Global Trends by Martin Khor
Monday 7 March 2005
UN debate on the digital divide
The information society and the digital divide came in for scrutiny as more than a thousand policy makers and NGOs gathered at the United Nations in Geneva to prepare for a World Summit on the Information Society. The key issues were internet governance, a digital solidarity fund, and mechanisms to implement the action plans.
A World Summit on the Information Society (WSIS), organized by the United Nations, will be held this November in Tunisia. It will be an occasion to bring up the many issues that the information and communications technology (ICT) has raised.
In fact it will be the second such summit. The first had been held in Geneva in December 2003. The Tunisia meeting is known as the second phase of the WSIS.
On 23-27 February, many of the issues were given an airing at a meeting of the WSIS preparatory committee (Prepcom) held in Geneva. It attracted more than a thousand policy makers and NGOs involved in the area of information and communications.
A major theme of WSIS is that there is still a “digital divide” in the world, with the developing countries being left behind in having or using ICT, and poor communities not enjoying the benefits.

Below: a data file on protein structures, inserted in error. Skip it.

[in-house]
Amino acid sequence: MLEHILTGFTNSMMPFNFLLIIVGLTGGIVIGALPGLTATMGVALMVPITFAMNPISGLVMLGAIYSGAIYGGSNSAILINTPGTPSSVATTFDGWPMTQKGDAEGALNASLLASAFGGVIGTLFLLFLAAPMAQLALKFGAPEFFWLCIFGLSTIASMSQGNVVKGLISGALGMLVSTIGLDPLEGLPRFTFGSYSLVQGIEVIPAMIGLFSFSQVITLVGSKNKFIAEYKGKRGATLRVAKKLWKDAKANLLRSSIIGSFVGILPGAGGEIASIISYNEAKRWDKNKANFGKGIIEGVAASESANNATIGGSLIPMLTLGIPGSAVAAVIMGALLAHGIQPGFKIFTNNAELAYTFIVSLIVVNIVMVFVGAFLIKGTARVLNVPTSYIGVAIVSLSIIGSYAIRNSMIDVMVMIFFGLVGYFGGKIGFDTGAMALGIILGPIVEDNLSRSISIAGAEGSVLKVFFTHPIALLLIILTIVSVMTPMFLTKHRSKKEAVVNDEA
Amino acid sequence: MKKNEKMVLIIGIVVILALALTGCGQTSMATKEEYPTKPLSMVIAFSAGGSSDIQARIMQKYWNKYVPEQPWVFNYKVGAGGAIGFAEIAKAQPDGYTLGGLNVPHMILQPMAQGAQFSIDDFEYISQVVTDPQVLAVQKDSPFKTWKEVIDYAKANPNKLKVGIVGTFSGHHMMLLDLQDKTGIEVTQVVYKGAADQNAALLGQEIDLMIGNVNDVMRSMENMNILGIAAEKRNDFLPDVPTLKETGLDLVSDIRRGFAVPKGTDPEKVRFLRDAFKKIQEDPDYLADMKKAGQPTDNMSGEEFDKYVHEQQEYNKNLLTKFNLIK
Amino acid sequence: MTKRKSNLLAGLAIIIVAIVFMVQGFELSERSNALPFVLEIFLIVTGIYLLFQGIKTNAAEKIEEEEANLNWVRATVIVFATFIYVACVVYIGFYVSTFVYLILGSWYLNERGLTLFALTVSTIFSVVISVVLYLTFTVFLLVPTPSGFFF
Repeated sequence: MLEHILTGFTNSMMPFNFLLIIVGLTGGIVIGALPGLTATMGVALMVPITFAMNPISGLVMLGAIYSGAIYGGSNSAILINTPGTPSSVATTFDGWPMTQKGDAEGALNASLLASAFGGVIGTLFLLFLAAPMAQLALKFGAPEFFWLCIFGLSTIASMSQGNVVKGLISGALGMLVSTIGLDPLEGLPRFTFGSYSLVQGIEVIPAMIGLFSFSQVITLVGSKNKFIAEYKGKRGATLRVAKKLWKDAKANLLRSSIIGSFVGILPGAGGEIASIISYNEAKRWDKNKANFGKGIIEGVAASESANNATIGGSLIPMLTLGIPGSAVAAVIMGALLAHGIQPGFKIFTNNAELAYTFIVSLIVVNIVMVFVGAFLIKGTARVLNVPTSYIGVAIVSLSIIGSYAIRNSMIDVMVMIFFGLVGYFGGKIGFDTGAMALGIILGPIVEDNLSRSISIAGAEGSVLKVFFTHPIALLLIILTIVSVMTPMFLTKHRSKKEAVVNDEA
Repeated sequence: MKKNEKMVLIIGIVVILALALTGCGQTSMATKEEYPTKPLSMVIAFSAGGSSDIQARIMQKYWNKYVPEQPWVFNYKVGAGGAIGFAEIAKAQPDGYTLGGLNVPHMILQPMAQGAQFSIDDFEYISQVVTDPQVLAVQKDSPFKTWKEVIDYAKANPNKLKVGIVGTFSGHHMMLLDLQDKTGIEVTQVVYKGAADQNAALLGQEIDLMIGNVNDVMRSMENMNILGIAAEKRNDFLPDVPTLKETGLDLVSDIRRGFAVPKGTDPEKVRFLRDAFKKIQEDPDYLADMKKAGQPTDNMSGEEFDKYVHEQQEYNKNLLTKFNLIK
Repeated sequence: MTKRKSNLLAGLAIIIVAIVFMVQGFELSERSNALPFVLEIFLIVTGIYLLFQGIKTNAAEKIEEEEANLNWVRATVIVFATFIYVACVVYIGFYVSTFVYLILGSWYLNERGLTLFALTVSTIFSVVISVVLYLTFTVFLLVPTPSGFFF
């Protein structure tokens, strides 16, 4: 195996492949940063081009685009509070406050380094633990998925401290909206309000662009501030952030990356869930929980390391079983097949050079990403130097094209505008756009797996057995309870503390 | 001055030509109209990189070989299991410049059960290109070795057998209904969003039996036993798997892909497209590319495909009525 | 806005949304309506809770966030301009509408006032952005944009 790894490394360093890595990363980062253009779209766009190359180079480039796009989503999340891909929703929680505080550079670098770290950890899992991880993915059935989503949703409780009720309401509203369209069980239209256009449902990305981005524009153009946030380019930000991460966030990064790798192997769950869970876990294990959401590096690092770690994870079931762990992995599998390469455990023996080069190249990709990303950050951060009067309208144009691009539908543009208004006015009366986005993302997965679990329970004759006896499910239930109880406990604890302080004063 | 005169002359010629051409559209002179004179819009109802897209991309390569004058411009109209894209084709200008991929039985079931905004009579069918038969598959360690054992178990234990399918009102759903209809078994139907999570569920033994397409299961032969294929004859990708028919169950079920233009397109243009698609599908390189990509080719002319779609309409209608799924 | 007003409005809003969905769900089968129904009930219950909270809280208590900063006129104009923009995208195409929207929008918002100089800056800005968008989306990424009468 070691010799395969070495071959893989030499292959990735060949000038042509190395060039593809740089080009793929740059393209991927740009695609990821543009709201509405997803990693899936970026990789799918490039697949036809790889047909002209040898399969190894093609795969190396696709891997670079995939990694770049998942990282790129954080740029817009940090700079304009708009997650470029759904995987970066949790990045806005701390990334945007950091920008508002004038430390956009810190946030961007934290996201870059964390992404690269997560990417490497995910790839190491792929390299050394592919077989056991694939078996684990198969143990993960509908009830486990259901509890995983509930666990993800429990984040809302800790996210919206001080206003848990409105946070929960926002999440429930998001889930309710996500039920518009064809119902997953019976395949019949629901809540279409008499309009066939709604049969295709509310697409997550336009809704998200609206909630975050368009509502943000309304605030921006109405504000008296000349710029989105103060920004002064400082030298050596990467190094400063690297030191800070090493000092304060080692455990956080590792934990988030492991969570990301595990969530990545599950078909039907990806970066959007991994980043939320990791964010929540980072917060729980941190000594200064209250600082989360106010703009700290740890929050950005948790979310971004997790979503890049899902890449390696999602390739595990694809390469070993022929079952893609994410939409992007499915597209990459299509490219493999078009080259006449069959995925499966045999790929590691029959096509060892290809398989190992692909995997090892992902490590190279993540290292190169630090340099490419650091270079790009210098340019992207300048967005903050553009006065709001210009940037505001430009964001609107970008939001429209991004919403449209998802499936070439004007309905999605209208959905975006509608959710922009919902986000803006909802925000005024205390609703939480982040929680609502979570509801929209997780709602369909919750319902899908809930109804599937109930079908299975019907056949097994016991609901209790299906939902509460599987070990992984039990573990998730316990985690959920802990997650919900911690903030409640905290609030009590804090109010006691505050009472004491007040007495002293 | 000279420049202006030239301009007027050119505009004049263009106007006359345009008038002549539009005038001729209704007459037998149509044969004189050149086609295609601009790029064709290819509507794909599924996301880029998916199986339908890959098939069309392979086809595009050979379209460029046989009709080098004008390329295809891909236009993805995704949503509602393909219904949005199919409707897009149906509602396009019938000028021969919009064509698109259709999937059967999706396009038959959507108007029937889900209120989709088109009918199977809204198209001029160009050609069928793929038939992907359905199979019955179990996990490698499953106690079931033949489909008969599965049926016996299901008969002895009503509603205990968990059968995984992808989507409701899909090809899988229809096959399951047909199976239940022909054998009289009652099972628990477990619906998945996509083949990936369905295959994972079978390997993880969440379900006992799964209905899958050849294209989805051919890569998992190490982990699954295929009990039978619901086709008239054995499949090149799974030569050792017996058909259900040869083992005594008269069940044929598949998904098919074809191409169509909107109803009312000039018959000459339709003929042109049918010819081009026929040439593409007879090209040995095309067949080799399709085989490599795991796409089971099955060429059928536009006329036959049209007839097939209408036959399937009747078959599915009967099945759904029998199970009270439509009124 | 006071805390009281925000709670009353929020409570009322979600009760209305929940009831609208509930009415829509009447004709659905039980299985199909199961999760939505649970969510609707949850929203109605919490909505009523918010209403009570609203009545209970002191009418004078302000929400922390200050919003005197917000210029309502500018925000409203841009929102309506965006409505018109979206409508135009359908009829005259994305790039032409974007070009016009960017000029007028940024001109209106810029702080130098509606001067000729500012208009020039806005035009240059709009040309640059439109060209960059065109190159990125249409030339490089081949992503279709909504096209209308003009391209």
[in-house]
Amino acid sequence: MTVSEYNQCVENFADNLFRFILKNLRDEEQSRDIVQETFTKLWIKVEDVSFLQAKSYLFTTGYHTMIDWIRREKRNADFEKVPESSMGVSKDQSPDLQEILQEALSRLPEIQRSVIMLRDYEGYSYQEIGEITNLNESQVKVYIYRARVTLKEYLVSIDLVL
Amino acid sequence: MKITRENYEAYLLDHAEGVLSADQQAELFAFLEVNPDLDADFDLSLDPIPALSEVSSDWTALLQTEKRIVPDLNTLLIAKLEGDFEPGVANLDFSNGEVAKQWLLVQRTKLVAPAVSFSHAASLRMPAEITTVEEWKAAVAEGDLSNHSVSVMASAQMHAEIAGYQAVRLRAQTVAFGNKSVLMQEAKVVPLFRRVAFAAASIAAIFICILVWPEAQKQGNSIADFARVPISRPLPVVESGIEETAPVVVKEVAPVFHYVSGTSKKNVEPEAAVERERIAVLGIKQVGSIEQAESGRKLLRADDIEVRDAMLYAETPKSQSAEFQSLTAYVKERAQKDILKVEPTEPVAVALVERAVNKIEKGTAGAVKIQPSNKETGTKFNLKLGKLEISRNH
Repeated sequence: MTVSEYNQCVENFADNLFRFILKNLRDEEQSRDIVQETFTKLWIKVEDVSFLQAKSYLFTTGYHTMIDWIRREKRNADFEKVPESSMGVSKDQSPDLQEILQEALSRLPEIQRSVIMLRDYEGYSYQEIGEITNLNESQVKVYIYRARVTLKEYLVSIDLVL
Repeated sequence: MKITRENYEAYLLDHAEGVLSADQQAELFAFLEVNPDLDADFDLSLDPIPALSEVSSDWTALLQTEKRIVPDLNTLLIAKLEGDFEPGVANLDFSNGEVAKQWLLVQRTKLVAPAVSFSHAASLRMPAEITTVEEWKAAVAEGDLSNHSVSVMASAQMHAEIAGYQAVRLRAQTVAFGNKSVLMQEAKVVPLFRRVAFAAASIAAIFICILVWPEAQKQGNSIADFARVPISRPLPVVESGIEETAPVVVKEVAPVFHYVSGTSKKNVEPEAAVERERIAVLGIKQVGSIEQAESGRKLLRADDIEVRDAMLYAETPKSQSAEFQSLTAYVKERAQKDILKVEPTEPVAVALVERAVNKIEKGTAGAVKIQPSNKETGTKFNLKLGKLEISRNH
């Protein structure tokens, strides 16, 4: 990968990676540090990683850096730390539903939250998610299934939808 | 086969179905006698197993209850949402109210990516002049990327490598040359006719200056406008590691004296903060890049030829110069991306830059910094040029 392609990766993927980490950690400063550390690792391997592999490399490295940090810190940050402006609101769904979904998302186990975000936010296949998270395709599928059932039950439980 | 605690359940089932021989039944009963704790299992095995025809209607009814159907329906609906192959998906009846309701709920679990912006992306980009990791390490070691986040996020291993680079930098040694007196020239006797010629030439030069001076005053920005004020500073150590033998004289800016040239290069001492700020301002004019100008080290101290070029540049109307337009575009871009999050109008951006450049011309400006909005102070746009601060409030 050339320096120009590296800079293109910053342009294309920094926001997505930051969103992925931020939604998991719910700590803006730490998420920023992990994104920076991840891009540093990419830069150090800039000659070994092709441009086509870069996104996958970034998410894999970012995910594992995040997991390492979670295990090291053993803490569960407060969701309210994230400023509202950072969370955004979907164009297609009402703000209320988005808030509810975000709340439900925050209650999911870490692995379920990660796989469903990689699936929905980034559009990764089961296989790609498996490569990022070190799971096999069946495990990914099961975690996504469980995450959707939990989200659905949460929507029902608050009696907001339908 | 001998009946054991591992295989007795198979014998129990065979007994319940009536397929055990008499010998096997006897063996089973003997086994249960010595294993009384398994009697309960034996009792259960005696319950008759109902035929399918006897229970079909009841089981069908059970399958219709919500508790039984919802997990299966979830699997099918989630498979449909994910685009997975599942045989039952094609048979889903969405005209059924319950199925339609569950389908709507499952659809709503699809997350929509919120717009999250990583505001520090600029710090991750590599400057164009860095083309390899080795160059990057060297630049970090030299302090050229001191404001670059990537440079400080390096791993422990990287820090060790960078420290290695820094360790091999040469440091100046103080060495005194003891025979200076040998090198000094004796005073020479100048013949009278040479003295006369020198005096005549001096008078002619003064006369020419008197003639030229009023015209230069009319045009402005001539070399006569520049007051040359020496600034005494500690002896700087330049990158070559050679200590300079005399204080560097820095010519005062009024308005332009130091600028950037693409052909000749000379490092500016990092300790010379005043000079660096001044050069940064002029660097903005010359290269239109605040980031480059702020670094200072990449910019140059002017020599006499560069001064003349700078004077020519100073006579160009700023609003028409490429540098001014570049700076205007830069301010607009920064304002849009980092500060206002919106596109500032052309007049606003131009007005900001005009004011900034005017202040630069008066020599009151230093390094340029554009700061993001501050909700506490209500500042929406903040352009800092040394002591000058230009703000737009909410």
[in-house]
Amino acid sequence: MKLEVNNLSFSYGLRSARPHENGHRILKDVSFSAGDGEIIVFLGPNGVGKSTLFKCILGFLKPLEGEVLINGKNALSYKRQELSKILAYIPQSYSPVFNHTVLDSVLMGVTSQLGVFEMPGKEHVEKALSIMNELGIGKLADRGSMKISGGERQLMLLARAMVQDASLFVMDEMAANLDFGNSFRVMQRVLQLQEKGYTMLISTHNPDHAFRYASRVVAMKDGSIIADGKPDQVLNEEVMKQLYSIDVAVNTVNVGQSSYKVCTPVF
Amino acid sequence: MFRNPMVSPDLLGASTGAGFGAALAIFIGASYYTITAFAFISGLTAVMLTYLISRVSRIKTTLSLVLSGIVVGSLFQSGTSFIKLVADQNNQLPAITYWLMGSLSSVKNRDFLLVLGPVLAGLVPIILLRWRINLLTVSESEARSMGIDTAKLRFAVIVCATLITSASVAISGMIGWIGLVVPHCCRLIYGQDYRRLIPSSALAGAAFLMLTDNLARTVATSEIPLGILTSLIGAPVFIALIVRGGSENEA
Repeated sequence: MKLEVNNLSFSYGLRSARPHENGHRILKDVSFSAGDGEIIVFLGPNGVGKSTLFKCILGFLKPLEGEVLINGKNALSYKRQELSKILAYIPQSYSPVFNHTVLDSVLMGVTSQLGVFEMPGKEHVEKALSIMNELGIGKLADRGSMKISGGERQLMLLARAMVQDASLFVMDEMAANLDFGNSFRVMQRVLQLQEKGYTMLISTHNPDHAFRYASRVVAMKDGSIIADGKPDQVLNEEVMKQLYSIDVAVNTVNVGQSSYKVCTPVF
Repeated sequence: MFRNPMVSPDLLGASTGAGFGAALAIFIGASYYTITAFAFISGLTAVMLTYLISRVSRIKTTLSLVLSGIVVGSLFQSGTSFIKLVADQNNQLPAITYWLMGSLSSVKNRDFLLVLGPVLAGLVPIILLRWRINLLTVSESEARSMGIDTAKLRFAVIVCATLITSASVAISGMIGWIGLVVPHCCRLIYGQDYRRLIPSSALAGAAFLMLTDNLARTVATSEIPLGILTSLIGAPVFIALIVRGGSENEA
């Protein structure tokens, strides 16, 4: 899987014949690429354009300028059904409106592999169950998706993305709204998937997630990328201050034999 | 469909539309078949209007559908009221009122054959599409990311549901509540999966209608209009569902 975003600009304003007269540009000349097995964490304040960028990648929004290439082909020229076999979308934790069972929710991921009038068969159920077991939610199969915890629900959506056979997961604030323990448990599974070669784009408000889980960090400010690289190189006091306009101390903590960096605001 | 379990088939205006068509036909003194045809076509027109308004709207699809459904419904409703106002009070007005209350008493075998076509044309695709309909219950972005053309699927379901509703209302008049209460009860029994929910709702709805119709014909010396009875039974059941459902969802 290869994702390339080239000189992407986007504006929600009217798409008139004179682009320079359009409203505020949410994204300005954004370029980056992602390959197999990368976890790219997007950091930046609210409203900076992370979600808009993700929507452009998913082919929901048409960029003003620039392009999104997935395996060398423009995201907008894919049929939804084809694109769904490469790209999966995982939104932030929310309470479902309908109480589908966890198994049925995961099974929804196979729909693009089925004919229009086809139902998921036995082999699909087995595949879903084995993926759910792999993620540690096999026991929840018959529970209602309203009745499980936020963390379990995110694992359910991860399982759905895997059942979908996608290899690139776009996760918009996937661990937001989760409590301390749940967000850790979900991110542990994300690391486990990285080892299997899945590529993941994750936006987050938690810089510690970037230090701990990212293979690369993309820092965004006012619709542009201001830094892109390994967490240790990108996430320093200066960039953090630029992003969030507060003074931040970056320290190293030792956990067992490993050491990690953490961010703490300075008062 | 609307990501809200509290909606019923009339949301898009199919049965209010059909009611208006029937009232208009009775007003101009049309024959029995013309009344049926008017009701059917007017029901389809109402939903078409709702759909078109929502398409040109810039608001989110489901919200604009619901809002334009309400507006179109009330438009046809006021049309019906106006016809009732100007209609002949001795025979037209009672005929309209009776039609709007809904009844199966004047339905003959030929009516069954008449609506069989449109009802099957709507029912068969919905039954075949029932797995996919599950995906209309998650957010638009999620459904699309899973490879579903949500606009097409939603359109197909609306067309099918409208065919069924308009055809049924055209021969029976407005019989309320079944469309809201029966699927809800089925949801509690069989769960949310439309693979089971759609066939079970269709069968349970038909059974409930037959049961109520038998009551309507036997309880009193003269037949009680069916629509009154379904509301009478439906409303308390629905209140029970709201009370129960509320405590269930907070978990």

To bridge this divide, there should be “digital solidarity”, where the rich countries help the developing world to have greater access to ICT, and where people everywhere will have better access to information and knowledge.
WSIS is thus focusing on the development aspects of the information society, and one of the slogans of this process has been “ICT4D” which stands for “information and communications technology for development.”
Why hold two Summits instead of one? The Secretary-General of the International Telecommunications Union, Yoshio Utsumi (who is also secretary-general of the WSIS) said that the first phase of the Summit created the design for the information society (through its principles and plan of action).
The aim of the second phase is to create the “construction plan” based on the design. In other words, the Tunis Summit in November will come up with a strategy and plan for implementing what had been decided on at the first Summit.
That sounds like a good idea since many plans just gather dust on the shelf. But whether the “implementation plan for the action plan” -- which is what the 2005 WSIS is aiming to produce – will lead to real action is of course the key question.
There are three major issues for WSIS to resolve – financial mechanisms to fund the programmes, the implementation mechanism, and internet governance. These formed the main areas of the Geneva preparatory meeting.
On the financial issue, the most notable development had to do with the Digital Solidarity Fund (DSF). The Prepcom chair, Ambassador Janis Karklins of Latvia, hailed a “decision” on to welcome the DSF as “a big step forward and will create positive dynamics.”
However, a close look shows that the DSF, whilst inspired by the WSIS, is not a multilateral fund, and it is purely voluntary in that donor countries are not committed to contribute.
In fact the DSF has already been set up, as an independent initiative led by the City of Geneva and the Senegal government, after the December 2003 first phase of WSIS.